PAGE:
The focus of this course is on the various methodologies for reading and analyzing the New Testament rather than theology and spirituality. Why is an introductory course necessary? Can’t we just open the New Testament and read the text as it is? The sad events of our own world illustrate some of the dangers of superficial and overly literal readings of religious writings.
Biblical literacy should not be the privilege or duty of a select few, but the right and responsibility of all Christians. The purpose of our study is to provide the tools necessary for an in-depth reading of the New Testament utilizing a variety of methodologies. No one methodology is definitive or exhaustive; each one examines the text from a different perspective and reveals another aspect or layer of the passage in question. Although the material might seem technical and esoteric at times, providing the people of God with a biblical message that is rich, life-giving, and based on a sound understanding of the text is an eminently pastoral undertaking.
To understand the evolutionary nature of the composition and transmission of the New Testament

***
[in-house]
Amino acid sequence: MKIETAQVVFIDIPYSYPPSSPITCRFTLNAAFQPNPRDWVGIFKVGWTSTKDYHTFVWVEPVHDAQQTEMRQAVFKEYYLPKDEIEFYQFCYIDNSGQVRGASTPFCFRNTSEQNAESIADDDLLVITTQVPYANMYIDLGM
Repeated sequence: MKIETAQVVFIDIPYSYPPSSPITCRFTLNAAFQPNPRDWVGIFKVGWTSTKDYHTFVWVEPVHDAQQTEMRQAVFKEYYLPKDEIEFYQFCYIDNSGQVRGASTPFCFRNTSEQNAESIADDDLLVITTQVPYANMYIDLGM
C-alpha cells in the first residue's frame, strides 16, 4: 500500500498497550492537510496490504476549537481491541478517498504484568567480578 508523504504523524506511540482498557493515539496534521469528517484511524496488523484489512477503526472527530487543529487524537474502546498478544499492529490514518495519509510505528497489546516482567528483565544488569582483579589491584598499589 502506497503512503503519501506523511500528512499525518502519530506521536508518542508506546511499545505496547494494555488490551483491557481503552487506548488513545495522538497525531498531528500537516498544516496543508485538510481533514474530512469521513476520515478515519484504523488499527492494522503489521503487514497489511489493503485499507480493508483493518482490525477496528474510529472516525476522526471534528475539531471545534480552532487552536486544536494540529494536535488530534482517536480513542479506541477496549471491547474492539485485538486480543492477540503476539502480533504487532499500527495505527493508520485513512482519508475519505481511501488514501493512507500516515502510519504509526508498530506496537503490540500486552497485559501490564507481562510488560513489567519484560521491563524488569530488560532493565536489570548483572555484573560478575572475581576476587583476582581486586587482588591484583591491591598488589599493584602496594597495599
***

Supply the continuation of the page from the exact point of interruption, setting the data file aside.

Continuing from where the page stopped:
To be aware of the various sources that comprise the four gospels
To be aware of the differing theologies present in the gospels, Pauline corpus, and various pastoral letters
To be familiar with the various genres present in the New Testament
To understand the influences of culture, political and historical events, and religious environment on the composition of the New Testament
To understand and demonstrate competence in the various reading strategies used in New Testament exegesis
To have a nuanced and theologically current understanding of ‘inspiration’ and ‘Word of God’
To be sensitive to the pastoral implications of New Testament exegesis
To be able to make intelligent and informed observations on New Testament passages
A detailed course schedule is available for download.